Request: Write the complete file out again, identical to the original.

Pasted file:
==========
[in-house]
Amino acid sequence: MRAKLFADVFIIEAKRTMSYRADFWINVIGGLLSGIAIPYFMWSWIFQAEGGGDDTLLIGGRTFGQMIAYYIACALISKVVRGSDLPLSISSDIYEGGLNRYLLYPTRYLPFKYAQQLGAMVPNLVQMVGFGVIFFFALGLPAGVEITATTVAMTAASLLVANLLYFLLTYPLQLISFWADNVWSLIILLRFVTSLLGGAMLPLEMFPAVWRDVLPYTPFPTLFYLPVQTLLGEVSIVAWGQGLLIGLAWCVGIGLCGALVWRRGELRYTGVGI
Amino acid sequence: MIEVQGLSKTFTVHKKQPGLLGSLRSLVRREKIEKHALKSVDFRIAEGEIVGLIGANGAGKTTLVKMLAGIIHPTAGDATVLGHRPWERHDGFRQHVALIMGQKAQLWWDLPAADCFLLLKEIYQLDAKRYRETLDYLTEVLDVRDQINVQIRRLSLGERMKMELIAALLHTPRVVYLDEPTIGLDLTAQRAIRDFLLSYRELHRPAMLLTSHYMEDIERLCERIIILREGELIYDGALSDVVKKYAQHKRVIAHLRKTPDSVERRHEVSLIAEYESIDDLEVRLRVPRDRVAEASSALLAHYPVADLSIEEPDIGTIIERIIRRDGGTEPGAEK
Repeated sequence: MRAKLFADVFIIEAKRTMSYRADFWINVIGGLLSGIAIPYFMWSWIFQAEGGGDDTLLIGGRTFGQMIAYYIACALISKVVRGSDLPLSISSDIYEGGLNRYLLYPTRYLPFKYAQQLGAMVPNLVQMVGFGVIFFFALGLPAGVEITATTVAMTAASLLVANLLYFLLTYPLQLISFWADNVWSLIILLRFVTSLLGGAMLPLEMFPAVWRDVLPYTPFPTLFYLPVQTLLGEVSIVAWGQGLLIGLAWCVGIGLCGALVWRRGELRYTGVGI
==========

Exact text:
[in-house]
Amino acid sequence: MRAKLFADVFIIEAKRTMSYRADFWINVIGGLLSGIAIPYFMWSWIFQAEGGGDDTLLIGGRTFGQMIAYYIACALISKVVRGSDLPLSISSDIYEGGLNRYLLYPTRYLPFKYAQQLGAMVPNLVQMVGFGVIFFFALGLPAGVEITATTVAMTAASLLVANLLYFLLTYPLQLISFWADNVWSLIILLRFVTSLLGGAMLPLEMFPAVWRDVLPYTPFPTLFYLPVQTLLGEVSIVAWGQGLLIGLAWCVGIGLCGALVWRRGELRYTGVGI
Amino acid sequence: MIEVQGLSKTFTVHKKQPGLLGSLRSLVRREKIEKHALKSVDFRIAEGEIVGLIGANGAGKTTLVKMLAGIIHPTAGDATVLGHRPWERHDGFRQHVALIMGQKAQLWWDLPAADCFLLLKEIYQLDAKRYRETLDYLTEVLDVRDQINVQIRRLSLGERMKMELIAALLHTPRVVYLDEPTIGLDLTAQRAIRDFLLSYRELHRPAMLLTSHYMEDIERLCERIIILREGELIYDGALSDVVKKYAQHKRVIAHLRKTPDSVERRHEVSLIAEYESIDDLEVRLRVPRDRVAEASSALLAHYPVADLSIEEPDIGTIIERIIRRDGGTEPGAEK
Repeated sequence: MRAKLFADVFIIEAKRTMSYRADFWINVIGGLLSGIAIPYFMWSWIFQAEGGGDDTLLIGGRTFGQMIAYYIACALISKVVRGSDLPLSISSDIYEGGLNRYLLYPTRYLPFKYAQQLGAMVPNLVQMVGFGVIFFFALGLPAGVEITATTVAMTAASLLVANLLYFLLTYPLQLISFWADNVWSLIILLRFVTSLLGGAMLPLEMFPAVWRDVLPYTPFPTLFYLPVQTLLGEVSIVAWGQGLLIGLAWCVGIGLCGALVWRRGELRYTGVGI